All Information About Korean Lunar New Year 2019, Also Introduce Lunar New Year’s Greetings and Cuisine!

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Lunar New Year in Korea

Unlike Japan, in Korea there is a “to celebrate New Year in Lunar calendar” culture, which is Korean Lunar New Year. Similarly, in China and Taiwan it is common to celebrate the New Year in Lunar calendar, so Lunar New Year events might be held in the in February, takes place in Chinatown or Korean Town etc. in Japan.

This time we would like to give you a summary about the greetings of the Lunar New Year in Korea, general cuisine, convenient tax duty free information and shopping, and the schedule of the New Year’s Day in 2019 at the same time!

When is the Schedule of Korean Lunar New Year in 2019?


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The schedule of Korean Lunar New Year in 2019 will be 3 days from February 4th to 6th. This is determined according to the calendar of the Lunar calendar, and if we said it in an exaggerated way, it means that they have already decided on the Lunar New Year schedule for a decade later.

And next year in 2019, February 4th is Monday, so workers and students will have five consecutive holidays if we link it to Saturday and Sunday. In Korea, there are not many consecutive holidays in large scale, so people using these consecutive holidays to return to their parents’ home or recently traveling overseas are on the rise.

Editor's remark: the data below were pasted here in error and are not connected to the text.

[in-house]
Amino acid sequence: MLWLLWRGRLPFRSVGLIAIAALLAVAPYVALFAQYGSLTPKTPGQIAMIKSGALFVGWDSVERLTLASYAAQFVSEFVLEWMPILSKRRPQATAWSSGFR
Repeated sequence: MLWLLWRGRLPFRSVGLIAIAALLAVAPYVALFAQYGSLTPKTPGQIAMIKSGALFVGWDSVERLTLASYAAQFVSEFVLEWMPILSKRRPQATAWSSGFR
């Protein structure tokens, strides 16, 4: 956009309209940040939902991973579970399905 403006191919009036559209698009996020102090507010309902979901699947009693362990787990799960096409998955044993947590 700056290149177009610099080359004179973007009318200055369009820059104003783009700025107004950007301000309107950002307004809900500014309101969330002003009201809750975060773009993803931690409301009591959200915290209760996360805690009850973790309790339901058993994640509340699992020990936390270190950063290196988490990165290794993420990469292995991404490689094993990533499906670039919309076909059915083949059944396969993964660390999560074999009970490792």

Here are The Greetings of the Korean Lunar New Year!


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In the Lunar New Year in Korea, it is common to give traditional greetings to superiors, such as parents and relatives, in the morning of New Year ‘s Day.

Saehae Bok Mani Badeuseyo

This greeting means “Please accept lots of New Year’s blessings” which has the same meaning as “Happy New Year” in Japan. Therefore, it is the most common standard greetings for Lunar New Year that can be used not only for families but also for friends and lovers, shop clerks and passers-by.

Ol hae do-o geon gang ha ge jal bonaeseyo

“Please stay healthy for the rest of the year” similar to previous greetings, it is also word that is used frequently. Even in New Year’s cards, sometimes it is drawn together with cute illustrations as common phrases!

Just like in Japan, it is also an exciting time for children to give greetings to their parents in the morning of Lunar New Year’s New Year Day and getting a new year’s gift. In addition, during greetings, “Kunjeol” or putting the head on the floor is also done, this is a Korean traditional greeting ritual which is also done in the marriage greetings and formal places.